Time has come for Dodgers to sit Yasiel Puig and play Andre Ethier
OK, enough. Enough waiting for the Golden Boy to become an overnight sensation or last year’s overnight sensation to get going again.
The idea is to win right now. In September with a pennant on the line. It’s not time to experiment.
You don’t keep playing Joc Pederson, called up nine days ago, and hope he starts tearing up the majors the way he did triple-A. You don’t keep sending out Yasiel Puig every night when he’s hit .209 since July 31, which also happens to be the last time he hit a home run.
It’s time to start Andre Ethier in center again. Tonight against San Diego’s Ian Kennedy.
Now I know what many of you are going to say. You watch Ethier play this year? Looked at his numbers?
And, sure, he has career-lows going in almost every offensive category. But at least he has a history. He’s been through the playoff wars. He’s responded under pressure.
He’s also hit .324 in his career against the right-handed Kennedy with a pair of home runs. Puig’s is 3-for-16 (.167) against Kennedy.
So send him out there and see what happens. He can’t do much worse than Puig, who’s driven in one run in his last 18 games.
Yet the Dodgers continue to diminish Ethier, which is puzzling, and long term, potentially troubling. Tuesday night the Dodgers trailed the Padres 5-2 in the seventh and had runners on first and second with one out and the pitcher’s spot up against right-hander Andrew Cashner.
And Manager Don Mattingly sent up Pederson to pinch hit?
Mattingly said he wanted to send up the batter with the best chance to avoid the double play and to drive the ball.
“It’s like you’d rather have Andre up with the game on the line in the ninth than Joc,” Mattingly said. “That’s kind of the thinking there. You save for the biggest at-bat in the ninth.”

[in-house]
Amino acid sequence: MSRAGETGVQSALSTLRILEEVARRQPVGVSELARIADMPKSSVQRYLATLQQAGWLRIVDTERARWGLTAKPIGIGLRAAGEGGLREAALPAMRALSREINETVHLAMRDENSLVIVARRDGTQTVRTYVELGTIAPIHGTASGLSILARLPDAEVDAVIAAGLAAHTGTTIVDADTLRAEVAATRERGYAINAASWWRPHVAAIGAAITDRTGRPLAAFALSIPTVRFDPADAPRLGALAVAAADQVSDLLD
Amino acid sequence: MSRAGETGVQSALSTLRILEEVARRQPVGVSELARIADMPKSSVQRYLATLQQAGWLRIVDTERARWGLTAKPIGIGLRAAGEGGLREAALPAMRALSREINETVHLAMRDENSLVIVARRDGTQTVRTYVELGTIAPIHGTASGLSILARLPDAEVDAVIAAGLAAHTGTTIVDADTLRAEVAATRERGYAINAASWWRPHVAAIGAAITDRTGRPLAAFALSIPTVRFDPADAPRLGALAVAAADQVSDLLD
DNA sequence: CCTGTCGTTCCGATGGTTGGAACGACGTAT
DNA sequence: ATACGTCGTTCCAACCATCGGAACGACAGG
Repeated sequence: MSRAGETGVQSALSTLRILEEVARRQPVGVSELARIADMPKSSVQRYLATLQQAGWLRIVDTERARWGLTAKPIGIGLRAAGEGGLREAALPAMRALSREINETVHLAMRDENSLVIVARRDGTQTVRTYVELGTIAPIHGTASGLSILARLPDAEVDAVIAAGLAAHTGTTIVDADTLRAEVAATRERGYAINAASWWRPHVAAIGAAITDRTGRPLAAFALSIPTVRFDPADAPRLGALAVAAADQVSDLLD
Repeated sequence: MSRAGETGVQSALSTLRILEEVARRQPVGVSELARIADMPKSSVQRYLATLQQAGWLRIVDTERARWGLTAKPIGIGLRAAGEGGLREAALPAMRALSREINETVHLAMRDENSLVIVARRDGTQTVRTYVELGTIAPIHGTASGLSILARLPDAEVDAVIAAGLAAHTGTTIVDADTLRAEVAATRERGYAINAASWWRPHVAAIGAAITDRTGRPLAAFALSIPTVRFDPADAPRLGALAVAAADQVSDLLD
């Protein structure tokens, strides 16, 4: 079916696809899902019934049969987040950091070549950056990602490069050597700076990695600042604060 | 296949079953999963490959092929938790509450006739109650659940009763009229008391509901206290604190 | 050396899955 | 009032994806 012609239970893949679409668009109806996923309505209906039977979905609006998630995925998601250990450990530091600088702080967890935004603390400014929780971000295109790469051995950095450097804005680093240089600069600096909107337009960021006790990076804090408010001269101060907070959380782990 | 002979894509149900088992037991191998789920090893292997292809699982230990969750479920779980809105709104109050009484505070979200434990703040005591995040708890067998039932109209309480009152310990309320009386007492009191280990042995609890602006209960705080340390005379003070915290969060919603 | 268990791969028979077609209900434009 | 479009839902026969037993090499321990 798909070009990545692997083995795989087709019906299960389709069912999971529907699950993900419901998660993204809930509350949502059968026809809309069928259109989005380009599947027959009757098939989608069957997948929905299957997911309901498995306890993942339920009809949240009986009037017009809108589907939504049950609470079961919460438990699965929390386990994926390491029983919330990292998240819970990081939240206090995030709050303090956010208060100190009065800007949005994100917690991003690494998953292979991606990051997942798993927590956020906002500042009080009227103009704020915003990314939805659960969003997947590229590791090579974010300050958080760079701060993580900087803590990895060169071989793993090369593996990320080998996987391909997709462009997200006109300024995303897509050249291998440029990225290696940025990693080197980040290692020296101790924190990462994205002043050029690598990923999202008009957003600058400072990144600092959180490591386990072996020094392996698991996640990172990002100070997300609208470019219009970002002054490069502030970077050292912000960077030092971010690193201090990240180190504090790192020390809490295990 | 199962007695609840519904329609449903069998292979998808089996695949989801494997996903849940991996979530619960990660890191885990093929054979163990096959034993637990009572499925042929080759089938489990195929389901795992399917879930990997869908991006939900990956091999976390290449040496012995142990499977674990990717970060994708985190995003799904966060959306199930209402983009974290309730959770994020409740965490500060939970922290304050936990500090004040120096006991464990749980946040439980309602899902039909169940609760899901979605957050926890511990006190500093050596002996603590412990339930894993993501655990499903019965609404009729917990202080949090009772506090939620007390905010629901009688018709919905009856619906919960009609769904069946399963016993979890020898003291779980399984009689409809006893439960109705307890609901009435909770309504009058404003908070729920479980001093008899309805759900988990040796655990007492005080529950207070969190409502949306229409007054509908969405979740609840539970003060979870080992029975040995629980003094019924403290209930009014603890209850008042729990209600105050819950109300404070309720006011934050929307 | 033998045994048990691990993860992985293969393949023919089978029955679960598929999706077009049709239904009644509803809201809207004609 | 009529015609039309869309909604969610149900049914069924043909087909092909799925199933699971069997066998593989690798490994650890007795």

What? You may never get another chance like that. You try to win the game when you can, you don’t save bullets you may get to fire.
Pederson flied out to left and the Dodgers failed to score. In the ninth, Mattingly pinch hit Ethier in what was now a 6-2 game with one out and a runner on first. Not exactly the same RBI opportunity. He was hit by a pitch.
Afterward, Ethier wasn’t going to complain about Mattingly’s decision in the seventh.
“That’s a manager’s job, plain and simple,” Ethier said.
“I’m doing whatever he tells me to do and be ready. It’s easy for anyone to sit back later on and say that stuff and play what-ifs, but I’m ready for that opportunity there or in the ninth.”
Hey, I have nothing against Pederson. Maybe he becomes a superstar or just a really good player, or maybe he never replicates what he did at triple-A. We don’t know. But asking him to do it now, in a pennant race, just isn’t fair. He’s 2-for-15 with seven strikeouts.
Sitting Puig and his potential power, and returning to an Ethier/Scott Van Slyke combo in center is a tougher call, particularly with all that territory in AT&T Park awaiting this weekend.
But the Dodgers just can’t keep waiting and hoping for Puig to get it going. He’s batting .151 (10 for 66) in his last 18 games. This is his first full season in the majors and he’s going through the worst slump of his career.
Maybe he’ll respond to some time off. I know Mattingly prefers a set outfield but right now it’s not working. And right now is when it needs to work.
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